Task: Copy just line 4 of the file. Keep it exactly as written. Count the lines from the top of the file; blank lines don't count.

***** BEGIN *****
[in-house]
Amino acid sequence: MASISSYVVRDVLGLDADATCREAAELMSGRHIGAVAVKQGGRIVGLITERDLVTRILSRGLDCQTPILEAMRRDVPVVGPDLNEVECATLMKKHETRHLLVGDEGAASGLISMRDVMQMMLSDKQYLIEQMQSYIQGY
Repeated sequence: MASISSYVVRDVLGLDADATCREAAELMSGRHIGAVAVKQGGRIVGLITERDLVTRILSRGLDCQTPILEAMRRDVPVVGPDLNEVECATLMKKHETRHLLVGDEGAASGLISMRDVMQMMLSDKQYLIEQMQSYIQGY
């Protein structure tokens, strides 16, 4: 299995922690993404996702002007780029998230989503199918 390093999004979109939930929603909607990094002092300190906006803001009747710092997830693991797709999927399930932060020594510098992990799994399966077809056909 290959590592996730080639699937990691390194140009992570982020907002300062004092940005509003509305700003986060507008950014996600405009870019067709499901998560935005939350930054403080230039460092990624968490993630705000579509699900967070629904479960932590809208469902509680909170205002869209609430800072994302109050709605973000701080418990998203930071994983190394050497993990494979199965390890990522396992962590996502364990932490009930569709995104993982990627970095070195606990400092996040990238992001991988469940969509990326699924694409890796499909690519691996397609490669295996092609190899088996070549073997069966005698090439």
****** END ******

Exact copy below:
């Protein structure tokens, strides 16, 4: 299995922690993404996702002007780029998230989503199918 390093999004979109939930929603909607990094002092300190906006803001009747710092997830693991797709999927399930932060020594510098992990799994399966077809056909 290959590592996730080639699937990691390194140009992570982020907002300062004092940005509003509305700003986060507008950014996600405009870019067709499901998560935005939350930054403080230039460092990624968490993630705000579509699900967070629904479960932590809208469902509680909170205002869209609430800072994302109050709605973000701080418990998203930071994983190394050497993990494979199965390890990522396992962590996502364990932490009930569709995104993982990627970095070195606990400092996040990238992001991988469940969509990326699924694409890796499909690519691996397609490669295996092609190899088996070549073997069966005698090439």